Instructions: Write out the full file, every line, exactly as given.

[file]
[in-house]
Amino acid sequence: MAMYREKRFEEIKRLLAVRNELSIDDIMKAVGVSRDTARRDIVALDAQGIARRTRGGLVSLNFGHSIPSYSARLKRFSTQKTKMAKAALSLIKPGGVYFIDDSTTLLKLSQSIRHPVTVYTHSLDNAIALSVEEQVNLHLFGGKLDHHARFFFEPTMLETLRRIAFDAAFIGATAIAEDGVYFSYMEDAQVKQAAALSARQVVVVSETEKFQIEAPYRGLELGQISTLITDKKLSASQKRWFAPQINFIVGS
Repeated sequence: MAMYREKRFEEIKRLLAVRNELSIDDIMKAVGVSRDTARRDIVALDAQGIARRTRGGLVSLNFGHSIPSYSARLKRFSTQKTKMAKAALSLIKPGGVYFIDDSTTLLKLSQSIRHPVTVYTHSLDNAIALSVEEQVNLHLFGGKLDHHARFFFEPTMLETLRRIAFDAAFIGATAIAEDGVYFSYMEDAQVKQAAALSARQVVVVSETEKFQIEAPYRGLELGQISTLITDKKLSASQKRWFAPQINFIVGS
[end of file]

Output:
[in-house]
Amino acid sequence: MAMYREKRFEEIKRLLAVRNELSIDDIMKAVGVSRDTARRDIVALDAQGIARRTRGGLVSLNFGHSIPSYSARLKRFSTQKTKMAKAALSLIKPGGVYFIDDSTTLLKLSQSIRHPVTVYTHSLDNAIALSVEEQVNLHLFGGKLDHHARFFFEPTMLETLRRIAFDAAFIGATAIAEDGVYFSYMEDAQVKQAAALSARQVVVVSETEKFQIEAPYRGLELGQISTLITDKKLSASQKRWFAPQINFIVGS
Repeated sequence: MAMYREKRFEEIKRLLAVRNELSIDDIMKAVGVSRDTARRDIVALDAQGIARRTRGGLVSLNFGHSIPSYSARLKRFSTQKTKMAKAALSLIKPGGVYFIDDSTTLLKLSQSIRHPVTVYTHSLDNAIALSVEEQVNLHLFGGKLDHHARFFFEPTMLETLRRIAFDAAFIGATAIAEDGVYFSYMEDAQVKQAAALSARQVVVVSETEKFQIEAPYRGLELGQISTLITDKKLSASQKRWFAPQINFIVGS